Peeling Bark On Roses & Controlling Mealybugs On Indoor Plants

Question:

I have several old roses in planters. The bark on one of them has been peeling off for several years. You can touch it, and the bark drops off. Another rose bush near it looks as though it has the same problem. Can this problem be contagious? I can't find any references to this in my gardening books.

Answer:

  • This may or may not be a problem at all. The bark on older roses will easily peel off, especially below the bud union. The bud union is where a rose is grafted onto a rootstock.
  • I wouldn't be overly concerned if the tissue in this area shows no noticeable discoloration other than a dark brown. It would help if you closely inspected the canes above the graft for any damage from sunburn on the side that receives the heat of the day sun or from a physical injury. Damage from sunburn causes the tissue to turn black.
    • The current year's growth is usually green compared to the brown or tan of the older canes. The canopy of the rose itself typically protects the canes. The leaves or foliage acts as a natural sunblock.
    • Sunburn and peeling bark are a bigger issue with tree roses because of the exposed trunk. Again, the damaged areas will turn black and can be an entry point for Flathead Borers.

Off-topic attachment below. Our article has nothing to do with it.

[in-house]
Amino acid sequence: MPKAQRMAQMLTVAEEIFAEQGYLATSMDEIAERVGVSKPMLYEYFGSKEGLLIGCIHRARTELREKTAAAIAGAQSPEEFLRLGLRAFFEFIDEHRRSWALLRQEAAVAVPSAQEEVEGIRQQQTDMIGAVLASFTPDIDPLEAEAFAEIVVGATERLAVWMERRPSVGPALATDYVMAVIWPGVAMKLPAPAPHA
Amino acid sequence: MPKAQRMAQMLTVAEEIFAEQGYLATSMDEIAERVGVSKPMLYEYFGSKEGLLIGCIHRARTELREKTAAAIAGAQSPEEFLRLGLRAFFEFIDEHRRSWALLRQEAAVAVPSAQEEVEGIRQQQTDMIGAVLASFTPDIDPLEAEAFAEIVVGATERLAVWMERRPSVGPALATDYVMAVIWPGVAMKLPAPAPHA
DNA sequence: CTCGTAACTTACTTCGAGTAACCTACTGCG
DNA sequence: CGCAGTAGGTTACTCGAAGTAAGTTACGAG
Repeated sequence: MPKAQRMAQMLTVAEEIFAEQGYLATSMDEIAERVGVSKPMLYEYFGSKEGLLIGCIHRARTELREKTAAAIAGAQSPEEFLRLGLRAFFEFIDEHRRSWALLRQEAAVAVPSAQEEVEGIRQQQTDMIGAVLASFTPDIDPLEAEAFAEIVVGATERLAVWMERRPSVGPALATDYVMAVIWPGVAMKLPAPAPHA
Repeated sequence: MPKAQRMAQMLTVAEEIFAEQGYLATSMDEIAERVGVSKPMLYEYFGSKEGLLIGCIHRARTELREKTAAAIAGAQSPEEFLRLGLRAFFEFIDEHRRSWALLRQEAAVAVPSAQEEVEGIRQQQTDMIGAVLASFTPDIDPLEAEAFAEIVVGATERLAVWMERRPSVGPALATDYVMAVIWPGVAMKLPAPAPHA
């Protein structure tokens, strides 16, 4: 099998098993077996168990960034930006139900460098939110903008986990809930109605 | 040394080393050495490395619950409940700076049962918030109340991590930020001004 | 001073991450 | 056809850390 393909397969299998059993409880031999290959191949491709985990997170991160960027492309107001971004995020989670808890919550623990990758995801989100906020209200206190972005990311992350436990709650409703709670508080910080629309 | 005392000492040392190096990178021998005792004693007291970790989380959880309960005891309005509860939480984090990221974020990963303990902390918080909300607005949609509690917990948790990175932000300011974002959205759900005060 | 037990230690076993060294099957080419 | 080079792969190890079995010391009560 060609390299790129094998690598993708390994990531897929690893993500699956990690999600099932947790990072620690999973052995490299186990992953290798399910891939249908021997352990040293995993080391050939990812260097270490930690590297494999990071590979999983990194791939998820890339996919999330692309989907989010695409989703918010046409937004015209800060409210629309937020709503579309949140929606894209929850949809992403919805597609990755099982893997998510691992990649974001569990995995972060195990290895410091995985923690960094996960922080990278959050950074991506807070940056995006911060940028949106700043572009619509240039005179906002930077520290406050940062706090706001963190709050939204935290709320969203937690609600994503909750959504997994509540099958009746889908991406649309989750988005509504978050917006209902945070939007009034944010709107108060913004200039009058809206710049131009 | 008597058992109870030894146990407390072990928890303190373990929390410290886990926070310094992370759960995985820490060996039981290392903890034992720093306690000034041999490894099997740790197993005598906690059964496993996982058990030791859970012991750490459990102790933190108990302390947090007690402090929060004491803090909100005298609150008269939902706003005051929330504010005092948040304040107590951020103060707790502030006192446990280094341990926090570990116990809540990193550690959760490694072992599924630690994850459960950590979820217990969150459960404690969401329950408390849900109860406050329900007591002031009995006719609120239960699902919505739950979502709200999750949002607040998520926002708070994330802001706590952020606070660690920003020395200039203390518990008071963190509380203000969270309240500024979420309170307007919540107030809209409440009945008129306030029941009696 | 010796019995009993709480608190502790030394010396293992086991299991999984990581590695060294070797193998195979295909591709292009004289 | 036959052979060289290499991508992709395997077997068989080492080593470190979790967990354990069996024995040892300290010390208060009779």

• Borers will not attack any healthy tissue. You can locate them by scraping the bark with a knife as they are right under the surface. Borers are white or amber-colored, usually linear in shape, and are easily seen with the naked eye.
  •  There isn't a simple answer to protecting the trunk(s) other than the natural shading from a full canopy. You could paint the trunk(s) with white latex paint or wrap them with shade cloth when the afternoon temperatures are above eighty-five degrees. 

Question:

I have been unsuccessful in controlling Mealybugs on my houseplants. I have used sprays, dust, and alcohol to remove them. What would you suggest?

Answer:

  • Mealybug is a common problem with indoor plants. You can also find it on woody ornamental like pyracantha and cotoneaster,
  • They're easily recognized by the copious amount of cottony wax material they produce An adult female deposits eggs in the cottony mass surrounding her body.
    • The eggs hatch within a week or so, and the nymphs migrate over the plant until they find a suitable resting place and start feeding on it. Several generations per year are typical.
    • The Mealybug population thrives on plants with succulent growth, sometimes created from over-fermentation but more likely from warmth and humidity relative to the amount of light.
  •  I suggest you control them with a systemic granular insecticide applied to the soil and absorbed into the plant. These granules are reapplied every six weeks. This allows you to manage the problem effectively instead of having it be a headache.